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  • Author or Editor: Tim L. Setter x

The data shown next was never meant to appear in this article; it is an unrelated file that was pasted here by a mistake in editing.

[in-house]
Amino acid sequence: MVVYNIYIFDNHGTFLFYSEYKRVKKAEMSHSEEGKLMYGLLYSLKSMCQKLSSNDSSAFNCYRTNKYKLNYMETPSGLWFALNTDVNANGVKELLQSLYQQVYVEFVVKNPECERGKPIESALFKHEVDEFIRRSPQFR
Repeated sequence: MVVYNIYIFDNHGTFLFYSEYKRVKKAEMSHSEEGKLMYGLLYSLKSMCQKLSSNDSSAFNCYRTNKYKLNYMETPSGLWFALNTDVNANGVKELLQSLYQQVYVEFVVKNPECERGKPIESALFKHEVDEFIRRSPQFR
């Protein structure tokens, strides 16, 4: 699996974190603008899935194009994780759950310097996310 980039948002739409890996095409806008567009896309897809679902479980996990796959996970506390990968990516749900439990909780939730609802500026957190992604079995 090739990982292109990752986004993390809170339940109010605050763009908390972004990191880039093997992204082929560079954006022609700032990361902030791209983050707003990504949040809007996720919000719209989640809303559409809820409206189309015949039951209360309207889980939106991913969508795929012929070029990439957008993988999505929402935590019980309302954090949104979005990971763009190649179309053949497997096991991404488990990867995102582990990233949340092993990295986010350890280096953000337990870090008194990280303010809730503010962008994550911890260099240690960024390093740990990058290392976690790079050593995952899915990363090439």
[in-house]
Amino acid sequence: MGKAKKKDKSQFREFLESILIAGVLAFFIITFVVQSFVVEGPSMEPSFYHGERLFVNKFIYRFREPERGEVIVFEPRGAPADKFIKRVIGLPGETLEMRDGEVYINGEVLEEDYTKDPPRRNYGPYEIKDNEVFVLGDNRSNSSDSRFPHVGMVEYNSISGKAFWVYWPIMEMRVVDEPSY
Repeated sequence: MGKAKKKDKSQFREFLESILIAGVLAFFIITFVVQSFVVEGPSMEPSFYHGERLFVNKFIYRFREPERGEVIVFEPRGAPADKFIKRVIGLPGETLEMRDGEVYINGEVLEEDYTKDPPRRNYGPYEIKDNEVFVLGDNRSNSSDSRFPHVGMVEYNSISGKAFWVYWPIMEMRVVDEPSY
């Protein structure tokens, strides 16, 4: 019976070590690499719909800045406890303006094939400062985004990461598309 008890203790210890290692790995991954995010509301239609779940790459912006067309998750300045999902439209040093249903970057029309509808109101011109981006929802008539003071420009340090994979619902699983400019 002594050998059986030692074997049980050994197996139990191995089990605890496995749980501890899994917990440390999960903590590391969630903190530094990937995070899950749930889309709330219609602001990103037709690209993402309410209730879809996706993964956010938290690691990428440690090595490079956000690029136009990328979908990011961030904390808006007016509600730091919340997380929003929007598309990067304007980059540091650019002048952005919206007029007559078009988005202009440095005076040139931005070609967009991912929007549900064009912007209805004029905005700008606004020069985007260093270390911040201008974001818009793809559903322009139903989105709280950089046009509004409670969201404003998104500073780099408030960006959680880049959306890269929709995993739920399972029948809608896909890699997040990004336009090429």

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Phalaenopsis plants are routinely shipped long distances in total darkness. To determine how these long dark periods affect photosynthetic status in Phalaenopsis Sogo Yukidian ‘V3’, changes of net CO2 uptake, photosystem II (PS II) efficiency, and abscisic acid (ABA) concentration after a long-term simulated dark shipping were investigated. Net CO2 uptake rate, malate concentration, and titratable acidity in potted Phalaenopsis Sogo Yukidian ‘V3’ decreased after a 21-day simulated dark shipping at 20 °C, but recovered gradually with time after shipping. It took 6 to 9 days to recover to a normal photosynthetic status after shipping. The value of Fv/Fm was little affected by shipping. Therefore, net CO2 uptake rate would be a better indicator for estimating the recovery time after shipping. After shipping, fresh weight loss, leaf ABA concentration, and number of yellowed leaves of bare-root plants were higher than those of potted plants, and increased with longer durations (7, 14, and 21 days) of the simulated dark period. The spiking (the emergence of flowering stems) date was delayed when plants were stored in a bare-root condition. The concentration of ABA in leaves rose in the first 3 days after simulated shipping and then decreased within the next 3 to 8 days. Plants that received photosynthetic photon flux (PPF) at 399 μmol·m−2·s−1 after shipping had lower PS II efficiency and reduced net CO2 uptake rate than those given less PPF levels. We recommend a post-shipping acclimation for 6 to 9 days with gradual light increase (34–72–140–200 μmol·m−2·s−1 PPF) or maintaining a light level of 140 μmol·m−2·s−1 PPF for Phalaenopsis to achieve a better photosynthetic status after prolonged dark storage.

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